What was it the man knew? Was it possible he could have killed Cunningham himself and be trying to throw the blame of it on Hull? Was that why he was afraid to come out in the open with what testimony he had? Kirby could not forget the bitter hatred of Cunningham the farmer cherished. That hatred extended to Hull. What a sweet revenge to kill one enemy and let the other one hang for the crime!
A detail jumped to his mind. Olson had picked up a stone and thrown it to the rock pile—with his left hand.
“BURNIN’ A hole in my pocket”
Cole Sanborn passed through the Welcome Arch at the station carrying an imitation-leather suitcase. He did not take a car, but walked up Seventeenth Avenue as far as the Markham Hotel. Here he registered, left his luggage, and made some inquiries over the telephone.
Thirty minutes later he was shaking hands with Kirby Lane.
“You dawg-goned old hellamile, what you mean comin’ down here an’ gettin’ throwed in the calaboose?” he demanded, thumping his friend on the shoulder with a heavy brown fist.
“I’m sure enough glad to see you, Mr. Champeen-of-the-World,” Kirby answered, falling into the easy vernacular of the outdoor country. “Come to the big town to spend that thousand dollars you won the other day?”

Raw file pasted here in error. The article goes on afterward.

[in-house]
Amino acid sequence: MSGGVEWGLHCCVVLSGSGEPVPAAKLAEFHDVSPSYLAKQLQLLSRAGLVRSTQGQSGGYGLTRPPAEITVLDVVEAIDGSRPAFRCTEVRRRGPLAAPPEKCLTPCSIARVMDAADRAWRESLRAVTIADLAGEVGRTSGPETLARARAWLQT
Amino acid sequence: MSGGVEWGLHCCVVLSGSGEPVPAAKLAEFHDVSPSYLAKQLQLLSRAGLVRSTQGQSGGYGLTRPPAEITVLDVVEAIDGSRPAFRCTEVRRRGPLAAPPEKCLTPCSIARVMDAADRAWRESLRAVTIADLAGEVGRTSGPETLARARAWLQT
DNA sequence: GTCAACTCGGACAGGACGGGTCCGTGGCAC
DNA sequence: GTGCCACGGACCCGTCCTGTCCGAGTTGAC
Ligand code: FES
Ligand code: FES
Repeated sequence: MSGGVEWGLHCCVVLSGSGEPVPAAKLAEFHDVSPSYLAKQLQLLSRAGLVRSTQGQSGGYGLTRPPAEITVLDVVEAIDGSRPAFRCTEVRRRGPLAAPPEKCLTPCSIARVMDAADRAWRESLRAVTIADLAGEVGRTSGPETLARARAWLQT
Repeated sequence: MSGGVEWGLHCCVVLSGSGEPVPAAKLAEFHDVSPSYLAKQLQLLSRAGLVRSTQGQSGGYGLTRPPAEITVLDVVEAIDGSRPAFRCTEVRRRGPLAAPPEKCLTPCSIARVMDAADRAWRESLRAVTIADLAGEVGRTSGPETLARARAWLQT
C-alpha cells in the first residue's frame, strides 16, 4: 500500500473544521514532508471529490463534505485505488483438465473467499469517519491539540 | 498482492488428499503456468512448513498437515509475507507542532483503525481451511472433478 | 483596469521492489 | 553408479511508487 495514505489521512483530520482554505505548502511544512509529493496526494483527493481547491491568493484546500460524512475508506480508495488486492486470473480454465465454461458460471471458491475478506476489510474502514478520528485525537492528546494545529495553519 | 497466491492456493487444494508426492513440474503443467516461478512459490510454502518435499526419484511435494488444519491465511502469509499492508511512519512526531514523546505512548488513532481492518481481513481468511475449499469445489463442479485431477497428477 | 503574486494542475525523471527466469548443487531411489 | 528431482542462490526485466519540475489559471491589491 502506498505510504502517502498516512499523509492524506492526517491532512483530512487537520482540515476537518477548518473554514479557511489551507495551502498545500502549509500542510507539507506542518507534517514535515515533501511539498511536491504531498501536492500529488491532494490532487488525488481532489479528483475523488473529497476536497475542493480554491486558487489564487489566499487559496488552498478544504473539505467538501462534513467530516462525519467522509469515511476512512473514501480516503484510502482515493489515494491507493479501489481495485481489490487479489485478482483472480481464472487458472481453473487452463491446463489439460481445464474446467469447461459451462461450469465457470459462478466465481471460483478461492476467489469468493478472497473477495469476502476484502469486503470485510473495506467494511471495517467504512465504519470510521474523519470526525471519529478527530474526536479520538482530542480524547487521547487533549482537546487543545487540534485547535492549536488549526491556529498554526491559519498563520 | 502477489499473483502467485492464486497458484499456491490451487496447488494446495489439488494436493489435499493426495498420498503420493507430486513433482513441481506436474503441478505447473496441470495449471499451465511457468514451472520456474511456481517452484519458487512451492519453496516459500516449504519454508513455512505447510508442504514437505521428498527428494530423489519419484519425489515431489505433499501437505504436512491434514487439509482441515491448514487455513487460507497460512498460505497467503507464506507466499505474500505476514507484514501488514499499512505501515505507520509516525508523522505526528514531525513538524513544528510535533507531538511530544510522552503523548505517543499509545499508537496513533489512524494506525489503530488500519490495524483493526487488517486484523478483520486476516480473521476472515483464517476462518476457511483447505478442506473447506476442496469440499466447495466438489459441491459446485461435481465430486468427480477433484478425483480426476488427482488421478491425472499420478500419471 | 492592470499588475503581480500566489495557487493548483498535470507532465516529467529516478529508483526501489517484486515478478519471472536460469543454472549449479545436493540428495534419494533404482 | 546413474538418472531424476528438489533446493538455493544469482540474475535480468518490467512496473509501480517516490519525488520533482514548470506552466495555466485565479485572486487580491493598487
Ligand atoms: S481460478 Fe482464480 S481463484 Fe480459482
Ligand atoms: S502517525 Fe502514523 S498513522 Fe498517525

“Y’betcha; it’s burnin’ a hole in my pocket. Say, you blamed ol’ horntoad, howcome you not to stay for the finals? Folks was plumb disappointed we didn’t ride it off.”
“Tell you about that later. How long you figurin’ to stay in Denver, Cole?”
“I dunno. A week, mebbe. Fellow at the Empress wants me to go on that circuit an’ do stunts, but I don’t reckon I will. Claims he’s got a trained bronc I can show on.”
“Me, I’m gonna be busy as a dog with fleas,” said Kirby. “I got to find out who killed my uncle. Suspicion rests on me, on a man named Hull, on the Jap servant, an’ on Wild Rose.”
“On Wild Rose!” exclaimed Cole, in surprise. “Have they gone crazy?”
“The police haven’t got to her yet, old-timer. But their suspicions will be headed that way right soon if I don’t get busy. She thinks her evidence will clear me. It won’t. It’ll add a motive for me to have killed him. The detectives will figure out we did it together, Rose an’ me.”
“Hell’s bells! Ain’t they got no sense a-tall?”
Kirby looked at his watch. “I’m headed right now for the apartment where my uncle was killed. Gonna look the ground over. Wanta come along?”
“Surest thing you know. I’m in this to a fare-you-well. Go ahead. I’ll take yore dust.”
The lithe, long-bodied man from Basin, Wyoming, clumped along in his high-heeled boots beside his friend. Both of them were splendid examples of physical manhood. The sun tan was on their faces, the ripple of health in their blood. But there was this difference between them, that while it was written on every inch of Sanborn that he lived astride a cow-pony, Kirby might have been an irrigation engineer or a mining man from the hills. He had neither the bow legs nor the ungraceful roll of the man who rides most of his waking hours. His clothes were well made and he knew how to carry them.